Vitriolic campaign to replace Chavéz gets under way, with country's grief still raw

Presidential candidates Nicolas Maduro and Henrique Capriles have leapt into the election campaign at full speed, with strident personal attacks against each other.

Courtesy of Miraflores Palace/Reuters
Acting Venezuelan President Nicolas Maduro holds a copy of the Venezuelan constitution while speaking to the media in Caracas Sunday. Maduro, who was sworn in as acting president after Chavéz succumbed to cancer last week, is seen as the favorite to win the election next month.
Carlos Garcia Rawlins/Reuters
Henrique Capriles, Venezuela's opposition leader and governor of Miranda state, addresses the media in Caracas Sunday. Capriles said on Sunday he will challenge the late Hugo Chávez's preferred successor for the presidency next month, setting the stage for a bitter campaign.

Presidential candidates Nicolas Maduro and Henrique Capriles have begun Venezuela's election race with scathing personal attacks even as mourners were still filing past the late Hugo Chavéz's corpse.

Maduro, who was sworn in as acting president after Chavéz succumbed to cancer last week, is seen as the favorite to win the April 14 election, bolstered by an oil-financed state apparatus and a wave of public sympathy over Chavéz's death.

Chavéz made it clear before his fourth and last cancer operation in December that he wanted Maduro to be his Socialist Party's candidate to succeed him if he died.

Maduro promises to continue the socialist policies of Chavéz's 14-year rule, including the popular use of Venezuela's vast oil revenues to finance social programs.

But Capriles is promising a tough fight.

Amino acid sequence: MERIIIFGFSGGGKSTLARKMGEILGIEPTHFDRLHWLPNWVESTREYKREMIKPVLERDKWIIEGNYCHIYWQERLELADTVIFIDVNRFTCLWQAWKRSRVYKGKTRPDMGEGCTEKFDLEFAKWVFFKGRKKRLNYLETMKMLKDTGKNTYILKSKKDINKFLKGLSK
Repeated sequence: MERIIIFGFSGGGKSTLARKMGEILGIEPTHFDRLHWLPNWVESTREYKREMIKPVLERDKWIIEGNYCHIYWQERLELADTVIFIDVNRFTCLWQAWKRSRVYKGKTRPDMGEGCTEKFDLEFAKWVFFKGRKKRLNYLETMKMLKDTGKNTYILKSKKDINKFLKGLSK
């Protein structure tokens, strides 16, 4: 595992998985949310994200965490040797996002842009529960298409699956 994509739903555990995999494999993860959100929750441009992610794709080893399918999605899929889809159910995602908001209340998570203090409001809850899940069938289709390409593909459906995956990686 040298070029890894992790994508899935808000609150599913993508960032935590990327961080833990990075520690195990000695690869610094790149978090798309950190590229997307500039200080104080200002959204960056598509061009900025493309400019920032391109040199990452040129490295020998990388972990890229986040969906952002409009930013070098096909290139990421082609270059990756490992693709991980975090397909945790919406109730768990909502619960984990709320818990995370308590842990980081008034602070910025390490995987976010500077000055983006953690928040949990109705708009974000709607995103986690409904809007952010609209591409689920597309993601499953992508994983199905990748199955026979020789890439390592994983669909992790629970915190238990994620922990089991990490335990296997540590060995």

"Nicolas, I'm not going to give you a free passage ... you are not Chavéz," Capriles said in a combative speech late on Sunday. He also accused Maduro of lying to minimize Chavéz's medical condition while he prepared his candidacy.

"Nicolas lied to this country for months," Capriles said. "You are exploiting someone who is no longer here because you have nothing else to offer the country ... I don't play with death, I don't play with suffering, like that."

Within minutes, in a late-night address to the nation, Maduro said his rival was playing with fire, offending Chavéz's family and risking legal action.

"You can see the disgusting face of the fascist that he is," a visibly furious Maduro said, alleging that the opposition was hoping to stir up violence. "His aim is to provoke the Venezuelan people."

At stake in the election is not only the future of Chavéz's socialist "revolution," but the continuation of Venezuelan oil subsidies and other aid crucial to the economies of left-wing allies around Latin America, from Cuba to Bolivia.

Venezuela, a member of OPEC, boasts the world's largest oil reserves. 

Both Maduro and Capriles were to formally register their candidacies with Venezuela's election authority on Monday.